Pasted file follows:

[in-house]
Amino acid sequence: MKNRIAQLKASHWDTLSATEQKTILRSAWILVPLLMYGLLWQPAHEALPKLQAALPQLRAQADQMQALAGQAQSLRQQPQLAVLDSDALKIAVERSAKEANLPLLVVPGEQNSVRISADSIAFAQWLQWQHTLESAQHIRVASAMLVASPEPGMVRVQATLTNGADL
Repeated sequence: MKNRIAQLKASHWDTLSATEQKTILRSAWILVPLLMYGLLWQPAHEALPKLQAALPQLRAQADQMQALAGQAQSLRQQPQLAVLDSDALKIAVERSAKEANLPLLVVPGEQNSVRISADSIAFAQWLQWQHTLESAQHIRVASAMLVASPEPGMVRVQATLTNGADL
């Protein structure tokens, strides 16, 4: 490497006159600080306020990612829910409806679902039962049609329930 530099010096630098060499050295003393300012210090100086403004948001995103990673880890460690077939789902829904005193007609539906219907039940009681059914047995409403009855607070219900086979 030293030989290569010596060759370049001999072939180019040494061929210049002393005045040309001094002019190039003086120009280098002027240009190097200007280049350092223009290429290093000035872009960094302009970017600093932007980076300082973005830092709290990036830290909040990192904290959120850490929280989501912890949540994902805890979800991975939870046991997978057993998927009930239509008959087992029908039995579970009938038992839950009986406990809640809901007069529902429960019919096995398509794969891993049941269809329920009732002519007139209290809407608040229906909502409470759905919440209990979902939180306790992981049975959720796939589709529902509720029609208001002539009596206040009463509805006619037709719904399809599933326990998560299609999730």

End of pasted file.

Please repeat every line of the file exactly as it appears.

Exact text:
[in-house]
Amino acid sequence: MKNRIAQLKASHWDTLSATEQKTILRSAWILVPLLMYGLLWQPAHEALPKLQAALPQLRAQADQMQALAGQAQSLRQQPQLAVLDSDALKIAVERSAKEANLPLLVVPGEQNSVRISADSIAFAQWLQWQHTLESAQHIRVASAMLVASPEPGMVRVQATLTNGADL
Repeated sequence: MKNRIAQLKASHWDTLSATEQKTILRSAWILVPLLMYGLLWQPAHEALPKLQAALPQLRAQADQMQALAGQAQSLRQQPQLAVLDSDALKIAVERSAKEANLPLLVVPGEQNSVRISADSIAFAQWLQWQHTLESAQHIRVASAMLVASPEPGMVRVQATLTNGADL
């Protein structure tokens, strides 16, 4: 490497006159600080306020990612829910409806679902039962049609329930 530099010096630098060499050295003393300012210090100086403004948001995103990673880890460690077939789902829904005193007609539906219907039940009681059914047995409403009855607070219900086979 030293030989290569010596060759370049001999072939180019040494061929210049002393005045040309001094002019190039003086120009280098002027240009190097200007280049350092223009290429290093000035872009960094302009970017600093932007980076300082973005830092709290990036830290909040990192904290959120850490929280989501912890949540994902805890979800991975939870046991997978057993998927009930239509008959087992029908039995579970009938038992839950009986406990809640809901007069529902429960019919096995398509794969891993049941269809329920009732002519007139209290809407608040229906909502409470759905919440209990979902939180306790992981049975959720796939589709529902509720029609208001002539009596206040009463509805006619037709719904399809599933326990998560299609999730």